SUNY bans the box on admissions application

On September 14, the Board of Trustees of the State University of New York (SUNY), the nation’s largest comprehensive university system, voted to ban the box in its admissions process.  It is the first university system in the country to reverse its decision to engage in criminal history screening and remove the question from its admissions application.

The resolution laying out the policy change references the advocacy of the Education From the Inside Out (EIO) Coalition, including a 2015 case study of SUNY conducted by the Center for Community Alternatives, “Boxed Out: Criminal History Screening and College Application Attrition.”  That study found that about two-thirds of the nearly 3,000 SUNY applicants who disclose a felony conviction each year do not complete the application process (compared to only 21 percent of the overall pool of applicants) and thus are never considered for admission.  It concluded that this is the result of the daunting – and sometimes impossible – supplemental process triggered by that disclosure as well as the stigmatizing nature of the inquiry itself.

SUNY’s decision comes on the heels of a major announcement in May from the U.S. Department of Education encouraging colleges and universities to go “Beyond the Box” and eliminate barriers to admission for people with criminal history records.  That federal guidance also drew heavily on the work of the EIO Coalition, including CCA’s 2010 national study, “The Use of Criminal History Records in College Admissions Reconsidered.”  As the national movement grows, additional colleges and universities are likely to follow SUNY’s example.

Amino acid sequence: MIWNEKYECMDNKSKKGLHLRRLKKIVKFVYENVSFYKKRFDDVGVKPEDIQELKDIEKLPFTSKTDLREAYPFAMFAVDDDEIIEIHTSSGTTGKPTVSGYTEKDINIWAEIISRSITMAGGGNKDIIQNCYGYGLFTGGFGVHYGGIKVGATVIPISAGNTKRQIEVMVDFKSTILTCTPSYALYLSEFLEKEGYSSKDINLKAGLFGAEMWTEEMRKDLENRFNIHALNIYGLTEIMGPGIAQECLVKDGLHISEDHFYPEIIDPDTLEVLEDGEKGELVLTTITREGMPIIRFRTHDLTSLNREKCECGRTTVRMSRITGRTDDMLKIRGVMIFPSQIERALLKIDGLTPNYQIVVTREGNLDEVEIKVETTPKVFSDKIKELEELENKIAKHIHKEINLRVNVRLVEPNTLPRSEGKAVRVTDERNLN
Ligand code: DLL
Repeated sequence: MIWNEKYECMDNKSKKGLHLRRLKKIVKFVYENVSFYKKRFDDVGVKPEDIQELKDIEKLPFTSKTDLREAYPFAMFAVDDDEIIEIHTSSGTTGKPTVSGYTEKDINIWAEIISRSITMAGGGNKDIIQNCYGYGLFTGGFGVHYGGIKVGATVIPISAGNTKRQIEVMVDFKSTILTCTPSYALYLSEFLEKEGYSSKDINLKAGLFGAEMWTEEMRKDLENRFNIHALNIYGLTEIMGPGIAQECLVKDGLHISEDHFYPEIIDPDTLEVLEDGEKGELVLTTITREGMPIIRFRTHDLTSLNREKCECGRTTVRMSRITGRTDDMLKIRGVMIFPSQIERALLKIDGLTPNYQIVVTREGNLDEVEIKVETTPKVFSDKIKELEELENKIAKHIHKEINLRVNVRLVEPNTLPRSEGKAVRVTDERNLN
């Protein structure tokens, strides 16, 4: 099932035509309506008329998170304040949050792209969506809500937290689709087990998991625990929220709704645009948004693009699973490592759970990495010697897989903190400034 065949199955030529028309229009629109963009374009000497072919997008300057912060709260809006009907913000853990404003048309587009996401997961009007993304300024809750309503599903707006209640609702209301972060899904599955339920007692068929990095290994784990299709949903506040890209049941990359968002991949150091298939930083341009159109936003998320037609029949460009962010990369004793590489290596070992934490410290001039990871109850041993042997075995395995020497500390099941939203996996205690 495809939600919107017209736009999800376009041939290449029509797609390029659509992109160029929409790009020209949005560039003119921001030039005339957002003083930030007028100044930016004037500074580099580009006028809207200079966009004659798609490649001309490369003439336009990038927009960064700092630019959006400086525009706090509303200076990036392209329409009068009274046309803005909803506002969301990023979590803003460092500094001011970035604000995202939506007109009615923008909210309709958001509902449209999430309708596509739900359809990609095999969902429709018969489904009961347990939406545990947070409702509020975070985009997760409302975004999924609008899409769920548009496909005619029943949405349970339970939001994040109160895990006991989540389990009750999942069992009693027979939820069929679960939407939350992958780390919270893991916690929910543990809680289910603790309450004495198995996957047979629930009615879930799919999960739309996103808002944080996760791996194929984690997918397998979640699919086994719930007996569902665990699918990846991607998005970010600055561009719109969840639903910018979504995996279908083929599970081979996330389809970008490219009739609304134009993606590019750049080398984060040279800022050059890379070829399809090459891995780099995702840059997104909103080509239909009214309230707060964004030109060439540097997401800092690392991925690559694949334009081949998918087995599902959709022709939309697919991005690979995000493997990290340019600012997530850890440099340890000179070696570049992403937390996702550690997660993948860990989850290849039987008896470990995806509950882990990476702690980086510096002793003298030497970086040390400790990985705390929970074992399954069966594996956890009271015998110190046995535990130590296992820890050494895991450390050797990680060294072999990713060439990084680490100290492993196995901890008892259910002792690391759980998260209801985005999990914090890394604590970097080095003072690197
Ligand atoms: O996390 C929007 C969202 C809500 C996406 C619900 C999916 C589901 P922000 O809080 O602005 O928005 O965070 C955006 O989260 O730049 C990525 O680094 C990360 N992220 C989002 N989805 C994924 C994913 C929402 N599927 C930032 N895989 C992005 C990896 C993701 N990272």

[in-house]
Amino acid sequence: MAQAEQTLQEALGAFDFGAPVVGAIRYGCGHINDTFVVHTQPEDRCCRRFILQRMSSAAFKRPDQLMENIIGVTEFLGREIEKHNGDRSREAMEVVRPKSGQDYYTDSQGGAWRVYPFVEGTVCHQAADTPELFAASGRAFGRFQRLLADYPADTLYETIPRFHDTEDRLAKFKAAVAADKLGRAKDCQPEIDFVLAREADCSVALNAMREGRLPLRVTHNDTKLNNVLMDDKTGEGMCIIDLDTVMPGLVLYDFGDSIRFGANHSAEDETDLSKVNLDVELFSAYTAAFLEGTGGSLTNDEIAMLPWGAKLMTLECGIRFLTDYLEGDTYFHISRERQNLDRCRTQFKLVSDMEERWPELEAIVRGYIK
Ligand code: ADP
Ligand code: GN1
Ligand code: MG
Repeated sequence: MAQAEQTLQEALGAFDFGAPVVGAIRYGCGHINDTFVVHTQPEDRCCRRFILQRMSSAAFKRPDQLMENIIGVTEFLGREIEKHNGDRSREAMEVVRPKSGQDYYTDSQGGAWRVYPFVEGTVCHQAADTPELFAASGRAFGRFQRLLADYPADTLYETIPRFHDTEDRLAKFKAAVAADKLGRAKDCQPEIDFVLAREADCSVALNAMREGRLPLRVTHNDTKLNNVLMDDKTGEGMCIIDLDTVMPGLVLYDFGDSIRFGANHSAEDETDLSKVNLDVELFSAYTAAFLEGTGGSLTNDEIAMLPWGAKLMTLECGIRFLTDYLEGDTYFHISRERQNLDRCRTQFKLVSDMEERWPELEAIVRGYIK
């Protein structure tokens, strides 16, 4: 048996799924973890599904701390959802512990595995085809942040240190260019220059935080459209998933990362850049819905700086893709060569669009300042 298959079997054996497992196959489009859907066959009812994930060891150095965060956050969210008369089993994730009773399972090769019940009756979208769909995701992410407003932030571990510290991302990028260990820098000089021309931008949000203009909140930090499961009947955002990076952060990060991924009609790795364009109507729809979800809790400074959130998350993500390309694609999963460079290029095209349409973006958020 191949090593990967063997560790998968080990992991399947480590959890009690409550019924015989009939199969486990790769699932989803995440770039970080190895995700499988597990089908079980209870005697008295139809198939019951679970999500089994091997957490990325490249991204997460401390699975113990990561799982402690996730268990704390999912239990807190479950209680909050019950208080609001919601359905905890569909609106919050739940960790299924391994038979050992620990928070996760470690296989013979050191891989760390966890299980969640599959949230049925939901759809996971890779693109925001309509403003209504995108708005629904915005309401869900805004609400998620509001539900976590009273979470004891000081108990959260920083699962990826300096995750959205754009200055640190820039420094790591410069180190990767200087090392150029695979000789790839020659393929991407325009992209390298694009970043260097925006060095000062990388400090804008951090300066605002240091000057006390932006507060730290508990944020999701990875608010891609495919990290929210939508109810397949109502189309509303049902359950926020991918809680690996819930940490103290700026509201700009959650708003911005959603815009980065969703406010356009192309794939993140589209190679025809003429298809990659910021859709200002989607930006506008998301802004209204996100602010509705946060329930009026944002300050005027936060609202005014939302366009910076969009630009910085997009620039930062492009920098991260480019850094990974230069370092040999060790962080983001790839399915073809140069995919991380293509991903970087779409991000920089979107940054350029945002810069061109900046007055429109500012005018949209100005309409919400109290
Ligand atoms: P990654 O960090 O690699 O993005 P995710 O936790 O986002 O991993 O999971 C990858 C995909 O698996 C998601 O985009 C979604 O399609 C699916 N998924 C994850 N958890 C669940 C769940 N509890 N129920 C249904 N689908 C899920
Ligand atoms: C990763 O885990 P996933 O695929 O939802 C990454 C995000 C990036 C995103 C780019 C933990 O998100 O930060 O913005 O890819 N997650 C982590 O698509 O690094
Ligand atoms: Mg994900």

This victory is also expected to increase momentum to pass the Fair Access to Education Act (S.00969/A.03363), currently in committee in both houses of the New York State Legislature.  The bill, drafted in part by leaders in the EIO Coalition, would build on SUNY’s commitment and also prohibit all private colleges and universities in the state from asking about criminal history records during the admissions process.

Read more about SUNY’s historic decision in The Atlantic and the New York Times.

Additional background and context is available in these CCRC posts:


This piece was co-authored by Alan Rosenthal, Advisor on Special Projects at the Center for Community Alternatives, and former Co-Director of Justice Strategies at the Center.

Emily NaPier

Emily NaPier is the Director of Justice Strategies at the Center for Community Alternatives.

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